We [cannot] persist in seeing Leonardo [da Vinci] as an artist on the one hand and a scientist and technologist on the other. The common response is to suggest that he recognised no divisions between the two….
This doesn’t quite hit the mark, however, because it tacitly accepts that ‘art’ and ‘science’ had the same connotations in Leonardo’s day as they do now. What Leonardo considered arte was the business of making things. Paintings were made by arte, but so were the apothecaries’ drugs and the weavers’ cloth.
…the people who made [paintings] were tradesmen paid to do a job, and manual workers at that. Leonardo … strove to raise the status of painting so that it might rank among the ‘intellectual’ or liberal arts, such as geometry, music, and astronomy.
Scienza, in contrast, was knowledge—but not necessarily that obtained by … experiment…. Medieval scholastics had insisted that knowledge was what appeared in the books of Euclid, Aristotle, Ptolemy, and other ancient writers, and that the learned man was one who had memorized these texts.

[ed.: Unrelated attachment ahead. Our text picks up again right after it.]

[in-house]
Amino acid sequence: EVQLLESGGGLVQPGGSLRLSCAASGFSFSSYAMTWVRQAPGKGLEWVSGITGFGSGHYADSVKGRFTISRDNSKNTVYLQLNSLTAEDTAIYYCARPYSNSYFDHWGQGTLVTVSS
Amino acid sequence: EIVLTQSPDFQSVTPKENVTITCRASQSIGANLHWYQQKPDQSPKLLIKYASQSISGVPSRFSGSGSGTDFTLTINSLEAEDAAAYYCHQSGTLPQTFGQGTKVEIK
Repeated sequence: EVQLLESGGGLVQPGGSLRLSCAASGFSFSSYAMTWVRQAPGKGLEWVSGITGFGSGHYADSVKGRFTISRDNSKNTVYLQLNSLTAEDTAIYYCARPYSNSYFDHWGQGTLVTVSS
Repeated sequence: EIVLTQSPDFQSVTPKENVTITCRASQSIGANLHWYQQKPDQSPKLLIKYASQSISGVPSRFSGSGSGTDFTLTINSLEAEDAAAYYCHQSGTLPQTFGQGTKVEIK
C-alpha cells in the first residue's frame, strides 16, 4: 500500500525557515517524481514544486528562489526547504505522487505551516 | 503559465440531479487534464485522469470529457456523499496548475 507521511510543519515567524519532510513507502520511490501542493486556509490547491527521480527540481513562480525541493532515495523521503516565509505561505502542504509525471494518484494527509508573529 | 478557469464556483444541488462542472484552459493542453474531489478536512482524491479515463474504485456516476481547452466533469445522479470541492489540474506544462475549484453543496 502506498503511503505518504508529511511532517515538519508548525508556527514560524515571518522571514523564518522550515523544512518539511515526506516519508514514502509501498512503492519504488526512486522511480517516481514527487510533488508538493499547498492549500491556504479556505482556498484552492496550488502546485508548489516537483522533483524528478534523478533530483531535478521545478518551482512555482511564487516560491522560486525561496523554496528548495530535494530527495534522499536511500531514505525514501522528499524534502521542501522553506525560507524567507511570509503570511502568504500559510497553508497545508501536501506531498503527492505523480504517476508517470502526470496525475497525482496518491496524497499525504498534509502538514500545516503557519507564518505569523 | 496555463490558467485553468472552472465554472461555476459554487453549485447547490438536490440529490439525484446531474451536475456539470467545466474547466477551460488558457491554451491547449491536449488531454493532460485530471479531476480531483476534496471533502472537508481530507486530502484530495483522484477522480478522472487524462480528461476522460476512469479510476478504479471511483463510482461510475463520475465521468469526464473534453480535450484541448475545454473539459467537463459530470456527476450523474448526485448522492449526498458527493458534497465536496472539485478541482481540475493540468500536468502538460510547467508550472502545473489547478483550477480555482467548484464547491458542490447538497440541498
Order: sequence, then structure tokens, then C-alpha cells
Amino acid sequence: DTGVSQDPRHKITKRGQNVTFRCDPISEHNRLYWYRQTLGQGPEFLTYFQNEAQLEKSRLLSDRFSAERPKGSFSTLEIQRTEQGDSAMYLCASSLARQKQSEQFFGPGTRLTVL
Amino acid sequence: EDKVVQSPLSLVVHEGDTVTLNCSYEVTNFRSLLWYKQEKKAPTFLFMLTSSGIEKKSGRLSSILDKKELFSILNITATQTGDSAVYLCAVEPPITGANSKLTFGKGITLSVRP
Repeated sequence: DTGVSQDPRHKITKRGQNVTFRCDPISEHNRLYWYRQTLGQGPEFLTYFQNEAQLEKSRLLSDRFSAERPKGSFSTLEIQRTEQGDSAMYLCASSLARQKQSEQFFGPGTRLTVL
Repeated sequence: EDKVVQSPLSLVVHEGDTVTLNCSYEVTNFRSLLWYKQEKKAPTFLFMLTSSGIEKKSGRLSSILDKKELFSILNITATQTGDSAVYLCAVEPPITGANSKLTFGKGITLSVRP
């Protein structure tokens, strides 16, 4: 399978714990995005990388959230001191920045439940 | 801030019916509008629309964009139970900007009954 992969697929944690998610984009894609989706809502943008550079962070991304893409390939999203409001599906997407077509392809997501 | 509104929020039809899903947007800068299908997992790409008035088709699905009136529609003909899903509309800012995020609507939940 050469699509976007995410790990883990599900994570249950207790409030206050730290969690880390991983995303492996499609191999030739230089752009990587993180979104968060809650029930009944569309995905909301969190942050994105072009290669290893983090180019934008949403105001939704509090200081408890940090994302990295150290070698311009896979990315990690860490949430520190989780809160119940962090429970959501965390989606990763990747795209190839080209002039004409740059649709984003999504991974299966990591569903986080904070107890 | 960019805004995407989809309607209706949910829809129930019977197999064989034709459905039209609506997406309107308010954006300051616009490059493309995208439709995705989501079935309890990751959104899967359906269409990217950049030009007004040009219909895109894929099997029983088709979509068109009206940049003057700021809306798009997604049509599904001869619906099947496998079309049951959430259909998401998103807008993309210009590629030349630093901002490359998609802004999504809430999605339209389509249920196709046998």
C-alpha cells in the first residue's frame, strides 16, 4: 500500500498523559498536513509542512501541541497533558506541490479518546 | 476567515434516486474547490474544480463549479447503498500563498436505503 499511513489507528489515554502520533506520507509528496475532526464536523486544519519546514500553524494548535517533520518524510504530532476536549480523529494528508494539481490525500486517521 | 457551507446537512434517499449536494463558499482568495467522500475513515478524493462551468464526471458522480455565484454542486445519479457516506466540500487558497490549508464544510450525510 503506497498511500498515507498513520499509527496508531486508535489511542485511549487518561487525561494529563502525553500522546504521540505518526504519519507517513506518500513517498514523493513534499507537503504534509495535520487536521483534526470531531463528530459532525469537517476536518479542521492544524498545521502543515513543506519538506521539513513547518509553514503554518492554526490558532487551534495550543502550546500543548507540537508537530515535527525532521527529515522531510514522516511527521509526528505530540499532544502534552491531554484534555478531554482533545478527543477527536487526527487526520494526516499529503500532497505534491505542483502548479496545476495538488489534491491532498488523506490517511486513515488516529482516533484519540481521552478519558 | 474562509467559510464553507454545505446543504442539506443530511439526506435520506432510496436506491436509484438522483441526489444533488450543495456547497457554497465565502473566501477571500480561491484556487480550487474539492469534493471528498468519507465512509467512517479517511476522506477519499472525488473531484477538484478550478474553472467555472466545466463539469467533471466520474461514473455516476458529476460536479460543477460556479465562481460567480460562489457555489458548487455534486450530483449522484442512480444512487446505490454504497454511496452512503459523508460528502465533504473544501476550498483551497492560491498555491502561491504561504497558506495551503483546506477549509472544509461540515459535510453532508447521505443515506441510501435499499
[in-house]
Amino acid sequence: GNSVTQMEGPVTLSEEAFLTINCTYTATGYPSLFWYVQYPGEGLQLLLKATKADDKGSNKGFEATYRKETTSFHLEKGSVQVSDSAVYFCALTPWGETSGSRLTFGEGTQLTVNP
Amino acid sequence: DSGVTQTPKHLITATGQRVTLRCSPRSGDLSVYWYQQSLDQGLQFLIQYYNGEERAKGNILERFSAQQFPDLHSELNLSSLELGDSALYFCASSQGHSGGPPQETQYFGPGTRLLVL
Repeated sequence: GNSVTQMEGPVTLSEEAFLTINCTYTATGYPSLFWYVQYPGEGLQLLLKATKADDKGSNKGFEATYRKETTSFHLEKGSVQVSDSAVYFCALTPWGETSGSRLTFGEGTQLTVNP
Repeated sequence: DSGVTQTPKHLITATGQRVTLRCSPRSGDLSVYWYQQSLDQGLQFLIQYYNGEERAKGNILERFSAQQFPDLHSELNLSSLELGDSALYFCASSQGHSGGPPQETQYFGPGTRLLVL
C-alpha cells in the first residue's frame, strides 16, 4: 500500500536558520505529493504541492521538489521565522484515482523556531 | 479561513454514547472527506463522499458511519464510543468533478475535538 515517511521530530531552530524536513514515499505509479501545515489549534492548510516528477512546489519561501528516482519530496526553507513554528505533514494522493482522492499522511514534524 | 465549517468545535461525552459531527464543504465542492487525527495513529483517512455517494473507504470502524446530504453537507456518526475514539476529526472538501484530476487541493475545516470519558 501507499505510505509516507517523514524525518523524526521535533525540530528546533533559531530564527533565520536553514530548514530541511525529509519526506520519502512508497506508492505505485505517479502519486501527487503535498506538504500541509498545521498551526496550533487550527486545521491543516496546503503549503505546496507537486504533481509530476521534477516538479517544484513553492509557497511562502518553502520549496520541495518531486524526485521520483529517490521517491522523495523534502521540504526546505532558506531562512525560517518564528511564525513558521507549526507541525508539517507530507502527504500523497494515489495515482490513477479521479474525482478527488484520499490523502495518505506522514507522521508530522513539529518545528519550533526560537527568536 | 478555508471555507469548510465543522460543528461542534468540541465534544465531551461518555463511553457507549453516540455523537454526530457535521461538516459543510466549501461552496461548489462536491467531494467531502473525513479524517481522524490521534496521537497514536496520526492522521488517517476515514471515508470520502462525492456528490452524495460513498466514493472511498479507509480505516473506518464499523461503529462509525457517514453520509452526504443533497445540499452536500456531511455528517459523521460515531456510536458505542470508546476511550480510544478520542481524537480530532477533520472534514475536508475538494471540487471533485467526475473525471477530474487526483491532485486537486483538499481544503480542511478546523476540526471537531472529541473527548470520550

The celebrated humanism of the Renaissance did not challenge this idea but merely refreshed it, insisting on returning to the original sources rather than relying on Arabic and medieval glosses.
Philip Ball, Flow: Nature’s Patterns
Tie-in 1: During my lifetime, progress is taken for granted.
- “The pace of technological change is getting faster and faster”
- “We can’t keep up with our own progress!”
- “The world is more interconnected and dynamic than ever”
- “Growth just happens”
- “Equities for the long run”
But during the first millennium ano domini, and pretty much until the Renaissance, it was generally assumed (by European Christians) that the World was in a Fallen State. That we left Eden long ago, and that now the very bones of the Earth were decayed and decrepit. (according to Tom Holland)